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the majority of beneficiaries with the government -- medicare advantage is when you work with a private plan that manages your medicare. medicare advantage is smaller than traditional medicare but enrollment has been increasing over the past decade. medicare advantage plans tend to get reimbursed more than the traditional public plan. host: will we ever see a permanent doc fix? guest: that is a great question and i think something that a lot of people in washington would like to see. it seems very unlikely that we will find the $244 billion necessary to pull it off.
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they would need some other opportunity where this became a huge priority. host: arizona is when our next -- where our next caller is coming from. good morning. caller: good morning. i had to go on disability -- yeah, i'm here. host: we can hear your question. caller: i had to go on disability at an early age. [laughter] host: i am going to move on. what are they facing in terms of going onto medicare or medicaid? guest: you are basing a lot of the issues affecting the general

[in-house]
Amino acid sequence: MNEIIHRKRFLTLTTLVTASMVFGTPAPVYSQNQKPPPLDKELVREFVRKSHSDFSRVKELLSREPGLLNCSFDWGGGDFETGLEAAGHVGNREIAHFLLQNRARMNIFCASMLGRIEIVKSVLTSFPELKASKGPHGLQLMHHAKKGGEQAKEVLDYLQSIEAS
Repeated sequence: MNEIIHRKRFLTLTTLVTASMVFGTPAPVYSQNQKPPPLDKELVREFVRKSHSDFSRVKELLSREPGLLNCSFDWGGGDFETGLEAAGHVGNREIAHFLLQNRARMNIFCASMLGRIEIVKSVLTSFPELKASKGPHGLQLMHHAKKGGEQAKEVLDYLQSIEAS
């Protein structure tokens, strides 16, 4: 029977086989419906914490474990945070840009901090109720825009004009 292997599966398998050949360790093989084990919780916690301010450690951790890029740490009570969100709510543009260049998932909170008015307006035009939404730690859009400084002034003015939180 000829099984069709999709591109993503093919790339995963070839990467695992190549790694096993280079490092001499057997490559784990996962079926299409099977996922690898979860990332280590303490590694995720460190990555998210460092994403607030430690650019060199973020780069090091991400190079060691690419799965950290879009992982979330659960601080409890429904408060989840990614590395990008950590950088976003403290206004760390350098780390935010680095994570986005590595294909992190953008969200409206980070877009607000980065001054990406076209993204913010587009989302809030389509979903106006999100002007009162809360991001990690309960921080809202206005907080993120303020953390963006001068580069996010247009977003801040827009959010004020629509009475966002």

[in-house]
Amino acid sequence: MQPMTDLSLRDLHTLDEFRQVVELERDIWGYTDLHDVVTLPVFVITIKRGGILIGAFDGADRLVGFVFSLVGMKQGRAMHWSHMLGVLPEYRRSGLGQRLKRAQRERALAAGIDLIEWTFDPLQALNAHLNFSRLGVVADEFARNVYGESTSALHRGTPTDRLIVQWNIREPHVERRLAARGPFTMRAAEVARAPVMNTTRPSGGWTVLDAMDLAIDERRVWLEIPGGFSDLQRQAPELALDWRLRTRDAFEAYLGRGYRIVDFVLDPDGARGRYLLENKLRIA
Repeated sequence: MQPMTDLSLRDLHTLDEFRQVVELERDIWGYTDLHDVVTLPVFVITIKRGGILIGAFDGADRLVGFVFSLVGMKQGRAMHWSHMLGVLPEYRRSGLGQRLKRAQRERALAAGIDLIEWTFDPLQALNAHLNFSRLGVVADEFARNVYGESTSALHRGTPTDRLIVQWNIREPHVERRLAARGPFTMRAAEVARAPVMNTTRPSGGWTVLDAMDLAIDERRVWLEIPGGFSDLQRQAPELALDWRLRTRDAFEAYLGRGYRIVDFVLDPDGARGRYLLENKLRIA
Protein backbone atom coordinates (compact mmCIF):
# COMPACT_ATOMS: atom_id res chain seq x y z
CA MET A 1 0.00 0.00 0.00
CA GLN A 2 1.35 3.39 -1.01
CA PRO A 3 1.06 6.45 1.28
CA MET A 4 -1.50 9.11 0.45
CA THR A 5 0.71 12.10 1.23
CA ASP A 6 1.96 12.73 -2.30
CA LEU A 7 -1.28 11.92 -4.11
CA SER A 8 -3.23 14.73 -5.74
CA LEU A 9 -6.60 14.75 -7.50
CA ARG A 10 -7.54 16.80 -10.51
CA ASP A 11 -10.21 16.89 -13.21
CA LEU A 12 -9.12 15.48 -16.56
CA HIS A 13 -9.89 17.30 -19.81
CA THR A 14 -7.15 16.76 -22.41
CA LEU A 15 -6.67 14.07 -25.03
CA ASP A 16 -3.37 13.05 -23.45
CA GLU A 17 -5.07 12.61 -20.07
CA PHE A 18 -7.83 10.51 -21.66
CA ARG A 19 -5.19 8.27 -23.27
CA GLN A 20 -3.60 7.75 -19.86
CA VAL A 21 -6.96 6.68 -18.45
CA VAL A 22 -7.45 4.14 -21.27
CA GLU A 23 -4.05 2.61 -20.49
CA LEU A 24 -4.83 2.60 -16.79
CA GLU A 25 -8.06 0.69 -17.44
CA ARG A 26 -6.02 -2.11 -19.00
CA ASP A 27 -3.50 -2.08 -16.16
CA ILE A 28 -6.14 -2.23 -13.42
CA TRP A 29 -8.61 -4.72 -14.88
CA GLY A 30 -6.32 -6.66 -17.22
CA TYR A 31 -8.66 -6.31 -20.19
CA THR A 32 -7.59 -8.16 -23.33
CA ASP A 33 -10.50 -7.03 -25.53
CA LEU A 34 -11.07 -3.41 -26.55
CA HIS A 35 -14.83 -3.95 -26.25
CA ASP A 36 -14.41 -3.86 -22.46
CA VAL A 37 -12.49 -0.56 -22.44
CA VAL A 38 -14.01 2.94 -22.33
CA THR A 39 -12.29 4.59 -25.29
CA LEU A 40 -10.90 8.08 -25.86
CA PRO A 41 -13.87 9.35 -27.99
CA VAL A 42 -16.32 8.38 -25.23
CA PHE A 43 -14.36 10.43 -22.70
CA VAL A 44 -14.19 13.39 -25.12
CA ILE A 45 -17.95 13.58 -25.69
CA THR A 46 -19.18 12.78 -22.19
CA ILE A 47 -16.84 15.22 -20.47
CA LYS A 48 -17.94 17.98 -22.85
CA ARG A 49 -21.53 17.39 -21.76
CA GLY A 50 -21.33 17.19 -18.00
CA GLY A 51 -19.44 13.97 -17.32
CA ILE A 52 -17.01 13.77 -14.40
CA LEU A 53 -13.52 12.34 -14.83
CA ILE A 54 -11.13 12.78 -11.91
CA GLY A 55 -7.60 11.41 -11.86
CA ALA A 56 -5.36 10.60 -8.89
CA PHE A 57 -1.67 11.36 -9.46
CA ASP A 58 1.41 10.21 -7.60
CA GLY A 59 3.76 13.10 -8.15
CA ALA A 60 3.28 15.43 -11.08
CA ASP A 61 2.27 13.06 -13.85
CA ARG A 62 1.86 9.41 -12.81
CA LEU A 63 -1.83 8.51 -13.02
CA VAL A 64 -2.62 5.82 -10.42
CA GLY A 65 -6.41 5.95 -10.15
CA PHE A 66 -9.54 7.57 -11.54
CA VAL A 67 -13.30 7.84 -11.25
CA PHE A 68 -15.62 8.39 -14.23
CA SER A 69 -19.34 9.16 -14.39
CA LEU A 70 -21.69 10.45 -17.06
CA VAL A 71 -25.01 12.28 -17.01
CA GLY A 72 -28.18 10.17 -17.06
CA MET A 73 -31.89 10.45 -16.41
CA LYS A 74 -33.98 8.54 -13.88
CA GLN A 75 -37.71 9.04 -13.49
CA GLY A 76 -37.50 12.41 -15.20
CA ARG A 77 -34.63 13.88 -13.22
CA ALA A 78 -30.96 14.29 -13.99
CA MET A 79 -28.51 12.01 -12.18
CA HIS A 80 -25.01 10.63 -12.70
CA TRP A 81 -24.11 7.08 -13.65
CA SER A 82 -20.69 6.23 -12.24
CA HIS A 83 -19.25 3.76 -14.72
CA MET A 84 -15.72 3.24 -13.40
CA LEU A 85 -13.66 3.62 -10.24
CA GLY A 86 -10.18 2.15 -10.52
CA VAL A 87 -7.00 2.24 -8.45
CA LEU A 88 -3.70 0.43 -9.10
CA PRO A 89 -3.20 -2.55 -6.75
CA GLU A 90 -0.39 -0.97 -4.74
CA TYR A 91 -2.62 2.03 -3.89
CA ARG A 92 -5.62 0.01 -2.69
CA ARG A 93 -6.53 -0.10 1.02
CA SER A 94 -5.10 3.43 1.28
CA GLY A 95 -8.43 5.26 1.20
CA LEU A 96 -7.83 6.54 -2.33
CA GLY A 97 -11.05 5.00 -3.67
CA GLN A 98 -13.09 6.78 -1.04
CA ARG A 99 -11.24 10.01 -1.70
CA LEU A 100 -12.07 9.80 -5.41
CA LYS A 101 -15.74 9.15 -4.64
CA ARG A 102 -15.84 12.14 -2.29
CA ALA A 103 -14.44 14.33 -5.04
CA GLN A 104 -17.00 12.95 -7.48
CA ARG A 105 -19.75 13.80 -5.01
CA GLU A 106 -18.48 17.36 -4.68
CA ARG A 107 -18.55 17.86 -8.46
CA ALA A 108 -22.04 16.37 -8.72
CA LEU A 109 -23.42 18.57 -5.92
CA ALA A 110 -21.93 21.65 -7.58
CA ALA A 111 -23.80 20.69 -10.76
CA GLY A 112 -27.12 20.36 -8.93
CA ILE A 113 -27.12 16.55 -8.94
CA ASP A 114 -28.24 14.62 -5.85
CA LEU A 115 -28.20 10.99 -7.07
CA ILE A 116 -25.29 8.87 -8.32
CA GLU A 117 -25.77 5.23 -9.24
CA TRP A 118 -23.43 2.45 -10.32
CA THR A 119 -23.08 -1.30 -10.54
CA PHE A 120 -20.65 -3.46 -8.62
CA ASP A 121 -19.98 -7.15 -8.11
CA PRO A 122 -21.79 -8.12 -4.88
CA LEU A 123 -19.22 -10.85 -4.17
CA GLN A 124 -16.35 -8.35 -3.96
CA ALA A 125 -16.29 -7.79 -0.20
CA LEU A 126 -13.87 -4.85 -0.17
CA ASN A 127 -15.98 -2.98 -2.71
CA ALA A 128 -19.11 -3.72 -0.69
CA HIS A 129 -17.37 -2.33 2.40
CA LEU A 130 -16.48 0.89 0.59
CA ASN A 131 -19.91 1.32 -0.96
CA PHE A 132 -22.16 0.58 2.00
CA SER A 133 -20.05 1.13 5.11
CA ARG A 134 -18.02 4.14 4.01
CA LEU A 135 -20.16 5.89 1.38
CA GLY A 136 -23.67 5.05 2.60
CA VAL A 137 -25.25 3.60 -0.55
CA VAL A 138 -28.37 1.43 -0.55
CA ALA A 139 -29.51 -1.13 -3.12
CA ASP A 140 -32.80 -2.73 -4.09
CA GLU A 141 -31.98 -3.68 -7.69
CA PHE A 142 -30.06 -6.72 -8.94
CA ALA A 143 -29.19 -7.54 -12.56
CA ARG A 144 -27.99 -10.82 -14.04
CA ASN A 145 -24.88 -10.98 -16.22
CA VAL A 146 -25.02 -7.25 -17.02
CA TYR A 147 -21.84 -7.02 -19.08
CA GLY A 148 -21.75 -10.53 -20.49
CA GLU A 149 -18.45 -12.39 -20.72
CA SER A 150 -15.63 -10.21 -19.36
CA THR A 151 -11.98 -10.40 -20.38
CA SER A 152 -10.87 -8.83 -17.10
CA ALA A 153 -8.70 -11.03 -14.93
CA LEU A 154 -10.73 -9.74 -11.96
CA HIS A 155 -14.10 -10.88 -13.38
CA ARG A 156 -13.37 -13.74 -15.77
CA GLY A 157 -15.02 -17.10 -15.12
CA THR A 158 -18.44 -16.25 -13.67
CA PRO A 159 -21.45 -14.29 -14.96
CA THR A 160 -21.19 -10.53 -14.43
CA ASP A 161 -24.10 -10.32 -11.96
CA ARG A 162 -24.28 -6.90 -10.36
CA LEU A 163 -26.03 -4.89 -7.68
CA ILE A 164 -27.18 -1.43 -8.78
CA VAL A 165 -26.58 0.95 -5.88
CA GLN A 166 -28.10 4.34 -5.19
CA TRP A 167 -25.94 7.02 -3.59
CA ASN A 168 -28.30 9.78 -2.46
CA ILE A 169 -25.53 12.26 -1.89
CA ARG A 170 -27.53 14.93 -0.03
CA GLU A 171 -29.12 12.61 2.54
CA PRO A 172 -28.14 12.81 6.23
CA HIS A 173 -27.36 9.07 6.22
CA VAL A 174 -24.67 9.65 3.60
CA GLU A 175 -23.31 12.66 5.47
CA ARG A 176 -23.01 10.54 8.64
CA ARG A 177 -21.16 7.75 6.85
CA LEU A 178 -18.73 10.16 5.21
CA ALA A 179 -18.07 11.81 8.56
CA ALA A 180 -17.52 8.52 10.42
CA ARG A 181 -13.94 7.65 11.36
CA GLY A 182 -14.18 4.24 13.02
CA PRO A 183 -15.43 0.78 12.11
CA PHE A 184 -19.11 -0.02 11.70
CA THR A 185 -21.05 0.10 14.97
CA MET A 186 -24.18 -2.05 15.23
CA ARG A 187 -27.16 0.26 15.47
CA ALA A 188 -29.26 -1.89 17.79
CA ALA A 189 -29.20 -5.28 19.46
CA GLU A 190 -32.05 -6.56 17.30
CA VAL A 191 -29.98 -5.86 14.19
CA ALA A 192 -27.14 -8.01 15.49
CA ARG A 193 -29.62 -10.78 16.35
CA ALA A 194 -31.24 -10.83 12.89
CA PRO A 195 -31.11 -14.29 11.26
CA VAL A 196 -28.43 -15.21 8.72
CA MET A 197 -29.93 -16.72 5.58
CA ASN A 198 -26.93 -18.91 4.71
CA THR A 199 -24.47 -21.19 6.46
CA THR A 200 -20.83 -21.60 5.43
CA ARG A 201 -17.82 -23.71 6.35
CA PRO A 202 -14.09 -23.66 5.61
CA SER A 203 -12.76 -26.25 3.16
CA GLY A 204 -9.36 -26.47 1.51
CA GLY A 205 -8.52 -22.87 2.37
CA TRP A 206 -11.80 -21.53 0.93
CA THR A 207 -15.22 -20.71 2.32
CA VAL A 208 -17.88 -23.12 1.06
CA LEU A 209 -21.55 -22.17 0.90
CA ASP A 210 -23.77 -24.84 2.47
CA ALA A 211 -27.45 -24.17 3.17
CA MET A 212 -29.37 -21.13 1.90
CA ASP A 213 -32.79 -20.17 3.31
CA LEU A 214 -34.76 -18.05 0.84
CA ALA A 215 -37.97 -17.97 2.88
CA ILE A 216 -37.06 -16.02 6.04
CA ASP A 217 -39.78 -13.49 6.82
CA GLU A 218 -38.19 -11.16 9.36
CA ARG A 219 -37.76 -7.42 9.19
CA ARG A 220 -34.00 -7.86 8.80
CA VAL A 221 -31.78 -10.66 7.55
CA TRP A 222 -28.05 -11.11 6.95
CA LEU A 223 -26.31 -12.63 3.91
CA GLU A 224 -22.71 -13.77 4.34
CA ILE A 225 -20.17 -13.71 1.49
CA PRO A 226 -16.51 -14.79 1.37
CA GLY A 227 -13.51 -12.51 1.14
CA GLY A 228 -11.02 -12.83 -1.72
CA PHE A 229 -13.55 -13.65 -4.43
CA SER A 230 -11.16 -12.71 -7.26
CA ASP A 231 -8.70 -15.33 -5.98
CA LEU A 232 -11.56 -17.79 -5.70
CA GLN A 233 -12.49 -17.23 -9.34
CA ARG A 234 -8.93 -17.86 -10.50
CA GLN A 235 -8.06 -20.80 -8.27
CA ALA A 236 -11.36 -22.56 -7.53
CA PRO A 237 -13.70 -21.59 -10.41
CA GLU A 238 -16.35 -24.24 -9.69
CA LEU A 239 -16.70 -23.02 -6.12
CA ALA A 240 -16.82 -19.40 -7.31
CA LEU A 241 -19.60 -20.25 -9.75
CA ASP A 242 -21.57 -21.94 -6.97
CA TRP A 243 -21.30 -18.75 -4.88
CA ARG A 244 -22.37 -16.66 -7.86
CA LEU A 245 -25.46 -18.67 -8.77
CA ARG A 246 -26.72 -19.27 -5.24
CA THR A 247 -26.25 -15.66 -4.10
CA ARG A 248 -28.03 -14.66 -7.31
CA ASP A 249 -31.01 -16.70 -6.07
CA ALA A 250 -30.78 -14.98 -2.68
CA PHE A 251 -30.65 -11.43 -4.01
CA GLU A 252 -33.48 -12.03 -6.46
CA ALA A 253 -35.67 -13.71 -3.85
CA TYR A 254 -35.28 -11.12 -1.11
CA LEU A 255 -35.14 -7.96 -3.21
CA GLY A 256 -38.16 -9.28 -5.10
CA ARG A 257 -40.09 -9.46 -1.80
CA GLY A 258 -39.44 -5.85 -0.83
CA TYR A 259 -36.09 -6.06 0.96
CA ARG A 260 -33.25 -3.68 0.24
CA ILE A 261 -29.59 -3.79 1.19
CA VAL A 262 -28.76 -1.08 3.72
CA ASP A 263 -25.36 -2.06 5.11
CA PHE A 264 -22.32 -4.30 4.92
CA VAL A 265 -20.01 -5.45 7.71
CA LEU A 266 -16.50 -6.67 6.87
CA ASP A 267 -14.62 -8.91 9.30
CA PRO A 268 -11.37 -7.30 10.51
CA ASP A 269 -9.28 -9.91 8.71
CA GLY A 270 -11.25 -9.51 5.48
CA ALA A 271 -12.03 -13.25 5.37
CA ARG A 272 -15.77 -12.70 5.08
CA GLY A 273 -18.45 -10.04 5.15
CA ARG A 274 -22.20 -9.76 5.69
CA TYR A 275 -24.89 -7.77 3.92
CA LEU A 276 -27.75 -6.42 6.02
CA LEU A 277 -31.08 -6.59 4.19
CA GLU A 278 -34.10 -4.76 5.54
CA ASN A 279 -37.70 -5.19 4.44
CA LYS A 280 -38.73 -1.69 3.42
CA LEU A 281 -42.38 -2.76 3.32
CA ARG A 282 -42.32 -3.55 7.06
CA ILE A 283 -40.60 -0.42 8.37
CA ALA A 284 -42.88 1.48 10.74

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population. the various reimbursements that you get from the government -- and a lot of the issues that we have been talking about with the doc fix, strained medicaid budget, that is going to affect anyone in the program. host: this came up in terms of doctors charging a lot more. if you have been in the emergency room or a hospital, the prices today are itemized and there seems to be a lot of inflation. guest: there are a few factors driving up health care costs. some of it is technology where we have all these new fancy items. doctors -- if a hospital down the street has a fancy, new machine, then i have to have that, too. a lot of